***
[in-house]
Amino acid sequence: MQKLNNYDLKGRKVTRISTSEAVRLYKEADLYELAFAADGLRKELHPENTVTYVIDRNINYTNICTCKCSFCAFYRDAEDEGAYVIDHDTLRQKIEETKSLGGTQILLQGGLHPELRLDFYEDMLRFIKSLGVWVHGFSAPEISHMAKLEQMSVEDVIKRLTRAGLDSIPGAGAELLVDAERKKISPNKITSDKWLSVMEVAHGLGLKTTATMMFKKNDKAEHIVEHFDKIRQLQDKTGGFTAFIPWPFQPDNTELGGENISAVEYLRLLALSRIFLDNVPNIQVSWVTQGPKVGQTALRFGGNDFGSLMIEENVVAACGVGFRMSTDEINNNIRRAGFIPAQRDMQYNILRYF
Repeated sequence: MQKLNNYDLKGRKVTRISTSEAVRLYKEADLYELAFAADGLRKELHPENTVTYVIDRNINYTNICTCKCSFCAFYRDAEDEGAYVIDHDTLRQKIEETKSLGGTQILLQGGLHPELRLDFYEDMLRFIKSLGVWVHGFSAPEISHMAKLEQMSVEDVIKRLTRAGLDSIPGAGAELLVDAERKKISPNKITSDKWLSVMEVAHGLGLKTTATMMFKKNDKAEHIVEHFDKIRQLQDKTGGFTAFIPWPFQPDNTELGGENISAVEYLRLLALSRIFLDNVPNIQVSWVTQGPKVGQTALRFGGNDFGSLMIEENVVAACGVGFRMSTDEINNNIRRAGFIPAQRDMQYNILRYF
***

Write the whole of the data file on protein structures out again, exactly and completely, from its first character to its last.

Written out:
[in-house]
Amino acid sequence: MQKLNNYDLKGRKVTRISTSEAVRLYKEADLYELAFAADGLRKELHPENTVTYVIDRNINYTNICTCKCSFCAFYRDAEDEGAYVIDHDTLRQKIEETKSLGGTQILLQGGLHPELRLDFYEDMLRFIKSLGVWVHGFSAPEISHMAKLEQMSVEDVIKRLTRAGLDSIPGAGAELLVDAERKKISPNKITSDKWLSVMEVAHGLGLKTTATMMFKKNDKAEHIVEHFDKIRQLQDKTGGFTAFIPWPFQPDNTELGGENISAVEYLRLLALSRIFLDNVPNIQVSWVTQGPKVGQTALRFGGNDFGSLMIEENVVAACGVGFRMSTDEINNNIRRAGFIPAQRDMQYNILRYF
Repeated sequence: MQKLNNYDLKGRKVTRISTSEAVRLYKEADLYELAFAADGLRKELHPENTVTYVIDRNINYTNICTCKCSFCAFYRDAEDEGAYVIDHDTLRQKIEETKSLGGTQILLQGGLHPELRLDFYEDMLRFIKSLGVWVHGFSAPEISHMAKLEQMSVEDVIKRLTRAGLDSIPGAGAELLVDAERKKISPNKITSDKWLSVMEVAHGLGLKTTATMMFKKNDKAEHIVEHFDKIRQLQDKTGGFTAFIPWPFQPDNTELGGENISAVEYLRLLALSRIFLDNVPNIQVSWVTQGPKVGQTALRFGGNDFGSLMIEENVVAACGVGFRMSTDEINNNIRRAGFIPAQRDMQYNILRYF